Jonathan Mirsky

Girls Allowed

China’s Hidden Children: Abandonment, Adoption, and the Human Costs of the One-Child Policy

By

University of Chicago Press 208pp £16 order from our bookshop

One Child: The Story of China’s Most Radical Experiment

By

Oneworld 250pp £12.99 order from our bookshop

There is a familiar story that, after China promulgated the one-child policy in 1980, millions of babies were aborted or murdered at birth. This in turn gave rise to the belief that most Chinese feel that boys are more desirable and valuable than girls. For the tens of thousands of foreigners who adopted Chinese children, the policy ‘proved’ that Chinese people were willing to abandon girls, thereby making their adoptions not only necessary deeds but also moral ones.

Kay Ann Johnson, a political scientist at Hampshire College in the United States, adopted a Chinese girl almost twenty-five years ago. She has written this book, which follows on from several academic articles, in the hope of assuaging any resentment her daughter may one day feel towards the unknown parents who ‘abandoned’ her. She also wants to persuade her not to wonder, as many adopted children do, what was wrong with her and what she did wrong to lose her parents.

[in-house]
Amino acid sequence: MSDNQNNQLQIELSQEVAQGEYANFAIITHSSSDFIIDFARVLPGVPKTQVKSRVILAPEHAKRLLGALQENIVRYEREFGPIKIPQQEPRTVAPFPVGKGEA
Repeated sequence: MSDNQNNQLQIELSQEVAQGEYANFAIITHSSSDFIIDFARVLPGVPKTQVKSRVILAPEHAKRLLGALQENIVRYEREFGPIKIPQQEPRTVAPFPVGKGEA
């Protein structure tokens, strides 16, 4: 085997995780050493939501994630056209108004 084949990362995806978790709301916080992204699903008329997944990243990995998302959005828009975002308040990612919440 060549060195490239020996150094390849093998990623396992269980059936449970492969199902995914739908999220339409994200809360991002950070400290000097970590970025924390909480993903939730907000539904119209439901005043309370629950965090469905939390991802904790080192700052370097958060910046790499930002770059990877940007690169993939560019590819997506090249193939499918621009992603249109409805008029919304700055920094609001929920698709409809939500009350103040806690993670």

Sign Up to our newsletter

Receive free articles, highlights from the archive, news, details of prizes, and much more.

Follow Literary Review on Twitter

  • Last Tweets

    • The mystery of Jack the Ripper's identity has long been agonised over. But what do we know about his victims?… ,
    • A piece of Literary Review history from way back in 1983: John Haffenden talks to the great Iris Murdoch. ,
    • Britain’s only travelling lit fest, the Garden Museum Literary Festival is heading to Houghton Hall, Norfolk, for a… ,
    • 'The 19th-century German sage is not my idea of a pleasant travel companion' goes hiking with Friedr… ,
    • If you want ideas about what to read next, sign up to our free email newsletter, and get book reviews, archive mate… ,
    • 'The heroic male nude could not, I think, be used today to signify civic pride and glory', as Michelangelo’s 'David… ,
    • 'Munch’s later works show us a man liberated from the torments that gave rise to some of the best-known early works… ,